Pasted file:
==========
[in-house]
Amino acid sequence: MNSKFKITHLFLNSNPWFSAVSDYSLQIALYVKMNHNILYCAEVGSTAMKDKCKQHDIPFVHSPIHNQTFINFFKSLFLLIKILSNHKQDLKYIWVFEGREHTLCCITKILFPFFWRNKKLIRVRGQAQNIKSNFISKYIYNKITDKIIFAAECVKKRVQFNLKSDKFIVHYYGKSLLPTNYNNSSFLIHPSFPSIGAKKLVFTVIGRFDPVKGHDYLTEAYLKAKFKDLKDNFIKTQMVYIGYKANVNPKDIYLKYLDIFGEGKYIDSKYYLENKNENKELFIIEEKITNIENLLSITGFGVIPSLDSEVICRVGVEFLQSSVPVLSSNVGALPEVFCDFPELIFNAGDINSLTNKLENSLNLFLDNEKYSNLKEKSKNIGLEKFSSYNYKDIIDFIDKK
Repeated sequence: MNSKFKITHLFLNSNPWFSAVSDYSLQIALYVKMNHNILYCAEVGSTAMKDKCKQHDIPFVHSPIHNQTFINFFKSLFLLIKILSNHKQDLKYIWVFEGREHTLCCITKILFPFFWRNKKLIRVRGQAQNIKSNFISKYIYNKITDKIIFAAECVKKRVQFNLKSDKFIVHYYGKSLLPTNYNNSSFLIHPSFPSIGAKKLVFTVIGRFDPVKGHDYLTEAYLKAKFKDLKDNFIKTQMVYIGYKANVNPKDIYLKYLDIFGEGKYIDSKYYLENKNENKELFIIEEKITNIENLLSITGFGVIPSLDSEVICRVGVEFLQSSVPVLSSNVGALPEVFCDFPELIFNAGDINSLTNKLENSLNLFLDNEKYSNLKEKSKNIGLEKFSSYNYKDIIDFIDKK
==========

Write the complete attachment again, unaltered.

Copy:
[in-house]
Amino acid sequence: MNSKFKITHLFLNSNPWFSAVSDYSLQIALYVKMNHNILYCAEVGSTAMKDKCKQHDIPFVHSPIHNQTFINFFKSLFLLIKILSNHKQDLKYIWVFEGREHTLCCITKILFPFFWRNKKLIRVRGQAQNIKSNFISKYIYNKITDKIIFAAECVKKRVQFNLKSDKFIVHYYGKSLLPTNYNNSSFLIHPSFPSIGAKKLVFTVIGRFDPVKGHDYLTEAYLKAKFKDLKDNFIKTQMVYIGYKANVNPKDIYLKYLDIFGEGKYIDSKYYLENKNENKELFIIEEKITNIENLLSITGFGVIPSLDSEVICRVGVEFLQSSVPVLSSNVGALPEVFCDFPELIFNAGDINSLTNKLENSLNLFLDNEKYSNLKEKSKNIGLEKFSSYNYKDIIDFIDKK
Repeated sequence: MNSKFKITHLFLNSNPWFSAVSDYSLQIALYVKMNHNILYCAEVGSTAMKDKCKQHDIPFVHSPIHNQTFINFFKSLFLLIKILSNHKQDLKYIWVFEGREHTLCCITKILFPFFWRNKKLIRVRGQAQNIKSNFISKYIYNKITDKIIFAAECVKKRVQFNLKSDKFIVHYYGKSLLPTNYNNSSFLIHPSFPSIGAKKLVFTVIGRFDPVKGHDYLTEAYLKAKFKDLKDNFIKTQMVYIGYKANVNPKDIYLKYLDIFGEGKYIDSKYYLENKNENKELFIIEEKITNIENLLSITGFGVIPSLDSEVICRVGVEFLQSSVPVLSSNVGALPEVFCDFPELIFNAGDINSLTNKLENSLNLFLDNEKYSNLKEKSKNIGLEKFSSYNYKDIIDFIDKK